Vera : A new Therion album always demands a profound investigation; by ingenious composer Cristofer Johnsson as well as by me, before writing down my impressions. The music of the Swedish symphonic metal band appears to be multilayered and the baroque melodies demand your ultimate concentration. Only then, it seems that they have an ingenious catchiness after a few spins. When more and more parts become familiar, a bond with the new music is about to be created. That's what happened with 'Sitra Ahra' once again!
It always made me wonder how Cristofer Johnsson manages to classify his new born compositions in a slightly mathematic order and put them on a shelf for a certain album. With this album we have arrived at the fourth and last album of a quadralogy and most of these songs have been written during the sessions for 'Sirius B' and 'Lemuria'. A direct link is the song 'Kali Yuga III'. However, do not see these songs as leftovers, these are proper Therion songs that had to mature like vintage wine. The first encounter with 'Sitra Ahra' is impressive, that's what I want to put first.
Many words have been written about the new musicians, helping Cristofer out on this musical adventure. In brief: Thomas Vikström (once known from Candlemass) is recruited as new permanent vocalist and besides a fine rock singer, he appears to be a classical trained tenor. Snowy Shaw has also decided to stay. A new Swedish rhythm section has been invigorated by the Argentinean guitarist Christian Vidal who recorded guitar solos for this album, while Waldemar Sorychta contributed with preproduction and most of the rhythm guitars. On the upcoming tour, he will be the live session bassist. The album is recorded in a new home studio, but it was mixed by Lennart Östlund at the infamous Polar Studios (Led Zeppelin, Abba).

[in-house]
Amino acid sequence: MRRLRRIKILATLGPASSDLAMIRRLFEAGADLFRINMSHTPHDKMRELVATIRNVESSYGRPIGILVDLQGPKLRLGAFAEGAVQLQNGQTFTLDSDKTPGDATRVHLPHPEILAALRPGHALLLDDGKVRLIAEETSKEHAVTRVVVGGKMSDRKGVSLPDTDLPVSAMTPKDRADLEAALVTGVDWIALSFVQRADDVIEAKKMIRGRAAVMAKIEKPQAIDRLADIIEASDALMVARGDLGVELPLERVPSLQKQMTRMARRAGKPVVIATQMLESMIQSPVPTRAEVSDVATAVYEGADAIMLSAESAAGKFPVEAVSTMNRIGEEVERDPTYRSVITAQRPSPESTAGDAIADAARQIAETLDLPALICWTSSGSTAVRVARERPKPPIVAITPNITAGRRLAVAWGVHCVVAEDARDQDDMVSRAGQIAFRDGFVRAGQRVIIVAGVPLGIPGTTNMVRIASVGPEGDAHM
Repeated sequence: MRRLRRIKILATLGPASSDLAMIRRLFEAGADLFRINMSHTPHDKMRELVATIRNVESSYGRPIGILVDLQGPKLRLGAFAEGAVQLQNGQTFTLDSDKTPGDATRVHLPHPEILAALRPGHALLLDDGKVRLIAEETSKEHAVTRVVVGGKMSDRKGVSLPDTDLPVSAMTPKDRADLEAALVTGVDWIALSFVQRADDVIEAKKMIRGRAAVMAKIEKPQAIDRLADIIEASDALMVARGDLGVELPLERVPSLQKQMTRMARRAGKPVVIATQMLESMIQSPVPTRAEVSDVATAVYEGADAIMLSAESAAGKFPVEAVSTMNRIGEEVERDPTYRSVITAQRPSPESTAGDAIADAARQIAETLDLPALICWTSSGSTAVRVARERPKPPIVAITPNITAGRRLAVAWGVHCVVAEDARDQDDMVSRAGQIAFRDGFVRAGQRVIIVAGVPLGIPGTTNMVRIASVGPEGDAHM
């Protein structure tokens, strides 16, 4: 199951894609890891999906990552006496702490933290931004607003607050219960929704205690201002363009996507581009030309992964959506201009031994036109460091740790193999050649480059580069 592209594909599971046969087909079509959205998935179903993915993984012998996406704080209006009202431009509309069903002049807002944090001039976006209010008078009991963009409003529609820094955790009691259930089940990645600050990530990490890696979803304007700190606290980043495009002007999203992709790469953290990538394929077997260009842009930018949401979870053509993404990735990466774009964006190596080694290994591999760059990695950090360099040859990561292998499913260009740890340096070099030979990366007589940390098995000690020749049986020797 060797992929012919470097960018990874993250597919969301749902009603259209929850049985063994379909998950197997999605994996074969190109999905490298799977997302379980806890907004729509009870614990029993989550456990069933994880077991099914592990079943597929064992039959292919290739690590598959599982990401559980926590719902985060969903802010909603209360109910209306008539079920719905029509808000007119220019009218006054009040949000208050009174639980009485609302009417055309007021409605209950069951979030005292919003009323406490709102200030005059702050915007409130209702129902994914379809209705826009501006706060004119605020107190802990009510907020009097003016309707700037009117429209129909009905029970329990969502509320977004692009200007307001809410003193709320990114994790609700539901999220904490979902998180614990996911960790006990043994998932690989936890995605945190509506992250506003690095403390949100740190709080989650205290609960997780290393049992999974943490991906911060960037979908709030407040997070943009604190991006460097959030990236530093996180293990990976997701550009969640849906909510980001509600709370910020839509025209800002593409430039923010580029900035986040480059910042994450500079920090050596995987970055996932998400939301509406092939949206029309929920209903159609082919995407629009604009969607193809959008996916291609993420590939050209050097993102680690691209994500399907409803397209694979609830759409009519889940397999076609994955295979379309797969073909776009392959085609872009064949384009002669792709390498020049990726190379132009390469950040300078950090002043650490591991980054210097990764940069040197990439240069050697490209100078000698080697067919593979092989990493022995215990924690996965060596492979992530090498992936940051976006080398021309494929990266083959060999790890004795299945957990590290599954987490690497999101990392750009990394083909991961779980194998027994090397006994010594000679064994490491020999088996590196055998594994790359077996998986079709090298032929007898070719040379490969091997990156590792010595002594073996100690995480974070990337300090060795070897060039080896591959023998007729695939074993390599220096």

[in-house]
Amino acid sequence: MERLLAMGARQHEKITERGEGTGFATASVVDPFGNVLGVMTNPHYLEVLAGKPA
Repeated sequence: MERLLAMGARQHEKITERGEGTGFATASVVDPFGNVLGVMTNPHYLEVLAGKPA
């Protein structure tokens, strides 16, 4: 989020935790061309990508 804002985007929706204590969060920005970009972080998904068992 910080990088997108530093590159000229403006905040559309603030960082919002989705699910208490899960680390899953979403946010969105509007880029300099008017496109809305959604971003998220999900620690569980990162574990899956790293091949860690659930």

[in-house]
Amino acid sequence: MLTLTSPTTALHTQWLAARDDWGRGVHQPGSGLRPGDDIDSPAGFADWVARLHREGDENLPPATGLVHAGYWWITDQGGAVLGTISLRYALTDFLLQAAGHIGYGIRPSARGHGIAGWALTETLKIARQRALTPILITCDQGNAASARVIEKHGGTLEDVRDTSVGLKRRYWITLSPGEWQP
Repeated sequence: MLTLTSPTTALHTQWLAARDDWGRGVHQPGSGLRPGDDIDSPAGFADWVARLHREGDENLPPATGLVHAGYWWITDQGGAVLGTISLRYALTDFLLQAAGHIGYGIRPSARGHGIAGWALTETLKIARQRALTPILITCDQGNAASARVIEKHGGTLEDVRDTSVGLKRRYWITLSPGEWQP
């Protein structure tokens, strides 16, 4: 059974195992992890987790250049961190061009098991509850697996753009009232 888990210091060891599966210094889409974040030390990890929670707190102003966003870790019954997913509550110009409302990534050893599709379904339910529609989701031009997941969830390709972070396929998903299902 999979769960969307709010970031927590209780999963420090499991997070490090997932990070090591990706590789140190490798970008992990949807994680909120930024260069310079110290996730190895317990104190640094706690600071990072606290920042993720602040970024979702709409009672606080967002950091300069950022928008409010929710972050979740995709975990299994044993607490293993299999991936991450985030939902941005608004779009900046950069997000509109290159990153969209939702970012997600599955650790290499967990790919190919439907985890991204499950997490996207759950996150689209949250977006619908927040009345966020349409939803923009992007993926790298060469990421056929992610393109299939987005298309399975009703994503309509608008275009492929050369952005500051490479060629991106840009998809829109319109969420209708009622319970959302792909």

The title track invites us with high-shrieked opera chants and smooth rocking symphonic rock. This album brims with massive choirs: male, female and even a child's choir in the last track. Most of the songs have a solid guitar base, now and then some melodic solos pop up, but classical music and a kind of progressiveness prevail. That's what we learn in the nine minutes long 'Kings Of Edom' with its gentle acoustic guitar interludes. 'Unguentum Sabbati' has an infectious downwards crescendo that reminds me of 'Echoes' from Pink Floyd. It is the main melody of this doom-like song. A magnificent highlight is the ten minutes long epic 'Land Of Canaan'. So much is happening here, words cannot describe this opulence of ideas. What can we think of a sober beginning with percussion and harpsichord, while later on harmonica and flutes are featured and again later an accordion regales those typical Therion sounds. But also vocal-wise, this epos pulls out all the stops: choirs or solo spots; it is a real adventure to listen to.
A cello opens 'Hellequin', but an acceleration with pithy choirs leaps more to the eye. Catchy guitar chords feature '2012', in the symphonic part violins appear in the front, but the guitar solo is beautiful too. The choir has a very catchy - and familiar sounding - melody in 'Cu Chulain'. In 'The Shells Are Open', the musical backbone is again very open and accessible, but voluminous choirs add a solemn tinge. The short and fast 'Din' has any blackened influences (raucous vocals), even if we hear any high-pitched shrieks à la Halford as well. To occlude we have the calm, contemplative 'After The Inquisition: Children Of The Stone' which persists a gentle timbre with flute, acoustic guitars and childlike choirs. It remains rather slow and has a progressive touch. Now and then we hear vintage organ on this record and the spirit of the seventies surely rules, yet in that typical Therion way. The execution of this new bundle of ideas of Cristofer Johnsson is a musical journey that will fascinate many people for hours (the album itself is more than one hour long). Top notch quality!